Jeonju is a great destination for a one-night, two-day trip. It’s a small city in terms of population, buildings and its actual size. There are no subways; but taxi fees, even when far, rarely come out to more than 10,000 won. However, must-see places are easy to pass by without insider knowledge and it’s easy to miss some of the hot spots without noticing. So, please don’t think you had a look at the whole city after taking a selfie in front of Jeondong Catholic Cathedral and taking a short walk in the Hanok Village.
I wanted to stay at a hanok, because I was at the Hanok Village. I looked up dozens of places online
and many of them seemed to only be a “hanok” on the outside.
Then I found this place—the oldest house in the whole village. I never thought I would be able to stay overnight at this cultural heritage that was built in 1908. Their gate is always closed and you need to make a reservation if you want to visit. This decision was made by the descendants of Baek Nak-joong, the builder of Hagindang Hanok who was a wealthy landlord during the Joseon Dynasty. The hanok’s atmosphere was serene and I walked in the garden and sat down on the floor without caring about a thing. The beautiful garden was right in front of the door and their food, wind and tea made all the old things feel brand new. In the attic, they keep Lee Mi-ja’s LP together with white porcelain china. They also offer cultural programs guided by direct descendants of Baek Nak-joong.
“There’s an arboretum in Jeonju?” you might be asking. The answer is: yes. It is not as big as Yeomiji Botanical Garden in Jeju, but this is the only arboretum in Korea built by a public corporation. It started in the ’70s as a seedbed when Korea Expressway Corporation planted seedlings here as a means of conservation. Admission is free and it’s located near the tollgate.
If you want to get a good look at this quiet city, try visiting Chimyeongjasan Mountain and Omokdae Pavilion. It takes ten to twenty minutes to get here from the Hanok Village by foot. Pass Namcheongyo Bridge and near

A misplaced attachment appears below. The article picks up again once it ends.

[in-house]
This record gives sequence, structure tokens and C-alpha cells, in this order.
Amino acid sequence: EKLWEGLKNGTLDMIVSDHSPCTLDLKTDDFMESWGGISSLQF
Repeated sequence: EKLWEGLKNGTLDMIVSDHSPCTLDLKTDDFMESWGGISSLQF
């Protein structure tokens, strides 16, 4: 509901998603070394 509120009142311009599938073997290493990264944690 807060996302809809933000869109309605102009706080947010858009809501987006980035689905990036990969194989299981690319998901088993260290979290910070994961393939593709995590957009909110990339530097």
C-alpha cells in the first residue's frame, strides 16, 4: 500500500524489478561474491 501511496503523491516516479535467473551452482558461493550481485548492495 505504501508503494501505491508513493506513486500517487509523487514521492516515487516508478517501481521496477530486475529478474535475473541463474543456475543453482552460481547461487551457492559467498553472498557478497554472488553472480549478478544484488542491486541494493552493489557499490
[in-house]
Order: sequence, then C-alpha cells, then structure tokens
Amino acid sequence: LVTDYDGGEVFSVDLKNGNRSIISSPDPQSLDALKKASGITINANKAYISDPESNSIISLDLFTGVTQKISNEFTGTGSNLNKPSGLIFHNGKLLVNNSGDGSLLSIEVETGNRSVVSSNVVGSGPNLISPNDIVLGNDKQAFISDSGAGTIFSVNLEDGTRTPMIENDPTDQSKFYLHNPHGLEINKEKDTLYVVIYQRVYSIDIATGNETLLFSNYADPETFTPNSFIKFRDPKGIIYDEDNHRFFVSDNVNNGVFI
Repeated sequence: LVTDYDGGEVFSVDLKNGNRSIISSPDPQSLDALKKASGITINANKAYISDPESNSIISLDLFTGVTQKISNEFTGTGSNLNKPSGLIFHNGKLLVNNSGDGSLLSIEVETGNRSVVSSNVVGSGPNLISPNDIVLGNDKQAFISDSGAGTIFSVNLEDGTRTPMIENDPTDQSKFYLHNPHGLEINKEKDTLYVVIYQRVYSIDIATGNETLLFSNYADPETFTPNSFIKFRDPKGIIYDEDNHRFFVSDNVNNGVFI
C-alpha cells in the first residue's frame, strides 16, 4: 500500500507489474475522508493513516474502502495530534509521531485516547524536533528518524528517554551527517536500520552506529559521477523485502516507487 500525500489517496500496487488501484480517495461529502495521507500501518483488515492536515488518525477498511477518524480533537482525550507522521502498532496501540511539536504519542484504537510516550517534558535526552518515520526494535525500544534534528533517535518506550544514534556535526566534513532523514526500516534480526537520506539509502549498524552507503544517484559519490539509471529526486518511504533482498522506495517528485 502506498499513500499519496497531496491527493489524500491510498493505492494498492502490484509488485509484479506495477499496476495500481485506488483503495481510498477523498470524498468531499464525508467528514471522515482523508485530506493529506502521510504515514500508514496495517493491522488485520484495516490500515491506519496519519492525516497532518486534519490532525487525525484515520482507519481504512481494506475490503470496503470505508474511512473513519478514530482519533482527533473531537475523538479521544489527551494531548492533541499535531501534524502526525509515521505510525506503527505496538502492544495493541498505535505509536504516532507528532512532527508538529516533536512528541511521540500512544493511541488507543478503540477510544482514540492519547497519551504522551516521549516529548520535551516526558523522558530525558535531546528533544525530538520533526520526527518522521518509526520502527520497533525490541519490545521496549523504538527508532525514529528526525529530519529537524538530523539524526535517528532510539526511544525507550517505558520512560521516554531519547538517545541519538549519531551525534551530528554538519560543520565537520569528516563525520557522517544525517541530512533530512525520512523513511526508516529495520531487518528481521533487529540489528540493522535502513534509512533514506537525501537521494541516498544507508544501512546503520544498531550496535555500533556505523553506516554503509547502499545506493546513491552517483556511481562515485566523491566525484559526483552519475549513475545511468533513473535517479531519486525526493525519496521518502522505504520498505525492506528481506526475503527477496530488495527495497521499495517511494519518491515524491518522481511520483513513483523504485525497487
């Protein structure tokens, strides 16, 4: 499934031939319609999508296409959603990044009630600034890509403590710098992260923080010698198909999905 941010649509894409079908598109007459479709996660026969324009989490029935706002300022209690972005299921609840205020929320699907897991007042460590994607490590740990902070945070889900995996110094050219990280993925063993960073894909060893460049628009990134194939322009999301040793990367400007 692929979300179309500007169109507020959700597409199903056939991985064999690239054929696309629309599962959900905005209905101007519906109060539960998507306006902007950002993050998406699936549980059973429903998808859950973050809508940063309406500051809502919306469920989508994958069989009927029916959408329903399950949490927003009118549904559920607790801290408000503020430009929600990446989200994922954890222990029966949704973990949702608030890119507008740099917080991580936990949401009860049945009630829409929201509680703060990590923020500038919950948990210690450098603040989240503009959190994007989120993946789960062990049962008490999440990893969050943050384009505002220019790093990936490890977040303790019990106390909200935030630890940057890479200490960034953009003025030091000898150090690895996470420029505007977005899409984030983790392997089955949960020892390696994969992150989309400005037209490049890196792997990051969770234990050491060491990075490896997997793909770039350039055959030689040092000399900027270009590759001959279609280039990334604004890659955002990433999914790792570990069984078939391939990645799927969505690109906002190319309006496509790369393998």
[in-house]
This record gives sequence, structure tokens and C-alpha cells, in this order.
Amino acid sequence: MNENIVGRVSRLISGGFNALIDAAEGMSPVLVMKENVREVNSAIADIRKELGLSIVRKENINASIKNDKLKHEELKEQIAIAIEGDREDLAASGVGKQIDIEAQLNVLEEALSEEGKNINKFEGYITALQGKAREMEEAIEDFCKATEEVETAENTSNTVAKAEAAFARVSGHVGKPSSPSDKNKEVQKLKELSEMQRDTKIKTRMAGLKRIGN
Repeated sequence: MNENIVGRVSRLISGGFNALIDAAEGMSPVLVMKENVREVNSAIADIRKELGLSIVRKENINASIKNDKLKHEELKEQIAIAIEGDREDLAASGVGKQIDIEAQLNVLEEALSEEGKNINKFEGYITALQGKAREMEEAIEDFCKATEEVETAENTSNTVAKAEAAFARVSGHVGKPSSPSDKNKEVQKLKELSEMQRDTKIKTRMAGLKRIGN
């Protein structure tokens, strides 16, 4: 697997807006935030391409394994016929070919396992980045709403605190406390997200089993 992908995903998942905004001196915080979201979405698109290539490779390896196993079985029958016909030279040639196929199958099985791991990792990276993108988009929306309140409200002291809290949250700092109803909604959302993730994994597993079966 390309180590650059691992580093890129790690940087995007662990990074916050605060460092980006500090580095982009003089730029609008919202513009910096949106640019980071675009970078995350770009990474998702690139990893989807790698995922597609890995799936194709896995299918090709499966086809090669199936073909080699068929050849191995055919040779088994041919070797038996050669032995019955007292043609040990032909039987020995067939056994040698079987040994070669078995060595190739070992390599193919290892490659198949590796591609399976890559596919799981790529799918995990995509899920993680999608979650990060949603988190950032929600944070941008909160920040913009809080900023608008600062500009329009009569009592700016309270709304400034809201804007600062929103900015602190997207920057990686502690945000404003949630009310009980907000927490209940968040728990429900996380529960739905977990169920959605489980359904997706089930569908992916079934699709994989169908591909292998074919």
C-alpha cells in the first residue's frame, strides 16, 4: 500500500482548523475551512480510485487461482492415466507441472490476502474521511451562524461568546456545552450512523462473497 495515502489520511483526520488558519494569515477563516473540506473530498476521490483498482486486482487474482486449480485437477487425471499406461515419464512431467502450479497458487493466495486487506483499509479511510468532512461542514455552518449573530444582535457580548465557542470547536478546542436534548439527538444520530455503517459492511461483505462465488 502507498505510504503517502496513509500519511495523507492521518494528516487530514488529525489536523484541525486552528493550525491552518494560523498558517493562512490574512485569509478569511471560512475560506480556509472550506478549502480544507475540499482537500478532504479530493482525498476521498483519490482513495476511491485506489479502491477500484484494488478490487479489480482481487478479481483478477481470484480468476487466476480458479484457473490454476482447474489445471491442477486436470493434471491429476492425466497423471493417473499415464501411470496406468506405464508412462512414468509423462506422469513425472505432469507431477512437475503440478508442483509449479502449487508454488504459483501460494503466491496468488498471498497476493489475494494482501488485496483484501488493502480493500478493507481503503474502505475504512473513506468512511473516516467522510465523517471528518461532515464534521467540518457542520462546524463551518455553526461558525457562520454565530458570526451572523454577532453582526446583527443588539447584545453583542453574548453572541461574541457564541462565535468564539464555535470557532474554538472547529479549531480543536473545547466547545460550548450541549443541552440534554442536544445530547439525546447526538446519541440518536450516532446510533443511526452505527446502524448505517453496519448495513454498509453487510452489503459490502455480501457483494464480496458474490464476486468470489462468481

the Hanok Village shuttle bus parking lot, you will easily spot the entrance. It’s 306m above sea level and you can take in a serene panoramic view of Jeonju after 30-40 minutes of hiking.
What actual Jeonju natives enjoy more than bibimbap is gukbap (rice served in soup). The most famous places to get it are Jo Jeom-rye restaurant (in Jeonju Nambu Traditional Market) and Waengijip Kongnamulgukbap restaurant. In the market, there are a lot of places that are less touristy and loved by the locals. Unam Sikdang restaurant, which is right next to Jo Jeomrye restaurant is one of them. True gukbap lovers will notice how they serve a half-boiled egg in a separate dish instead of adding it to the soup. You can have as much rice rice as you want without paying extra.
Mom’s Bread began as a small place three years ago in Hyoja-dong and has since opened another shop right behind Gyeonggijeon Shrine in the Jeonju Hanok Village. Try the popular squid ink cream bread and bibimbap bread.
“Gamaek” is a combination of the words for store (ga-gae) and beer (maek-ju). Jeonil Super is definitely the most famous for their dried pollock, but there are other gameak places just a block away. Yeongdong Super is known for their chicken feet and gizzards. Apparently, film director Hong Sang-soo visited this place too. One of the oldest gaemaek places, Chowon Super, serves chewy grilled pollock with their delicious sauce. They may look simple, but I bet you can't taste their special dishes anywhere else.
One of the oldest gaemaek places, Chowon Super, serves chewy grilled pollock with their delicious sauce. They may look simple, but I bet you can't taste their special dishes anywhere else.
Yeongdong Super is known for their chicken feet and wizzards. Apparently, film director Hong Sang-soo visited this place too.